Practising larvae removal . . . and other storiesBMJ 2018; 360 doi: https://doi.org/10.1136/bmj.k155 (Published 18 January 2018) Cite this as: BMJ 2018;360:k155
The way to treat cutaneous myiasis—parasitic infection of skin by the larvae of certain species of fly—is first to occlude the punctum and then, as the larvae move towards the skin surface in search of oxygen, remove them surgically. This is a straightforward procedure for experienced operators, but beginners might feel squeamish and need practice. The Journal of the Royal Army Medical Corps explains how to create a realistic training model using a pig’s trotter from a butcher and maggots from a fishing tackle shop (J Royal Army Med Corps doi:10.1136/jramc-2016-000737).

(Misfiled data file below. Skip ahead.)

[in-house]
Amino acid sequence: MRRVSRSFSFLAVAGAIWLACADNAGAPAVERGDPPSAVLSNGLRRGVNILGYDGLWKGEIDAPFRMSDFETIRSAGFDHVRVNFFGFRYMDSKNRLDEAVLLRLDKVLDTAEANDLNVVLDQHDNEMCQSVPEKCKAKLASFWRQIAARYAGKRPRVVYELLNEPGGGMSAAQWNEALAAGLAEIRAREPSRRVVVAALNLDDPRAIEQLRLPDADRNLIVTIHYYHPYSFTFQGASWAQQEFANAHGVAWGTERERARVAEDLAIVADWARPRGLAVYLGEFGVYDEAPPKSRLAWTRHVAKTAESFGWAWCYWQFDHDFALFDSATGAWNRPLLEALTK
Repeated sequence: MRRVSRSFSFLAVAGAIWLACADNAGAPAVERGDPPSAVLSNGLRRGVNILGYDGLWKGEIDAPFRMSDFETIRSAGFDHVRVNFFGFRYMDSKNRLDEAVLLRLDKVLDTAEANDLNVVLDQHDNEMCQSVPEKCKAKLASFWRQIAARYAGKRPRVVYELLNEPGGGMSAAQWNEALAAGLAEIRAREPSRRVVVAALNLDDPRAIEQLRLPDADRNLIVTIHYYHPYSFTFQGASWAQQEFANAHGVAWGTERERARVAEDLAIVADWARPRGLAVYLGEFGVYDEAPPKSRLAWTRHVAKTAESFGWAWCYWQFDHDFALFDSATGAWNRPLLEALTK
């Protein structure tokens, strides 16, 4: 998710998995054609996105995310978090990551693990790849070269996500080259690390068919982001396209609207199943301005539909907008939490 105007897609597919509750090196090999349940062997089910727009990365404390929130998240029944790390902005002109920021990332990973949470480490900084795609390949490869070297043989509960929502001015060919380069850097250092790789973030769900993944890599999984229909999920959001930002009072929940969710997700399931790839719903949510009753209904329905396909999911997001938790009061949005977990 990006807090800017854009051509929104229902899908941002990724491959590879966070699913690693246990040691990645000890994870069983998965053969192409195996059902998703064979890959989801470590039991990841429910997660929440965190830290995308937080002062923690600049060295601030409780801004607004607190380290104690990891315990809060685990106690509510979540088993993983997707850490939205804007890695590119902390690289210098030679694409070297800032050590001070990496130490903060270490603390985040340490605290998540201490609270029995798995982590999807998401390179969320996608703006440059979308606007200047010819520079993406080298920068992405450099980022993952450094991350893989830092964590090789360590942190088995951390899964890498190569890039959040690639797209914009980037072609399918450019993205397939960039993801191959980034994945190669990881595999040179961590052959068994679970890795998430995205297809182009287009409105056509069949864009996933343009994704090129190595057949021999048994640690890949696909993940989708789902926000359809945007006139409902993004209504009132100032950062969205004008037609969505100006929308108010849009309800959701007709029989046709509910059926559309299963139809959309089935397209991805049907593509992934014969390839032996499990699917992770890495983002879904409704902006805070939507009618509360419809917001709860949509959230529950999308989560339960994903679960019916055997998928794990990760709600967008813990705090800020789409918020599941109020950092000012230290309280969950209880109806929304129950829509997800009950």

What’s the difference between an interrupted time series and a before-after study? Or between a …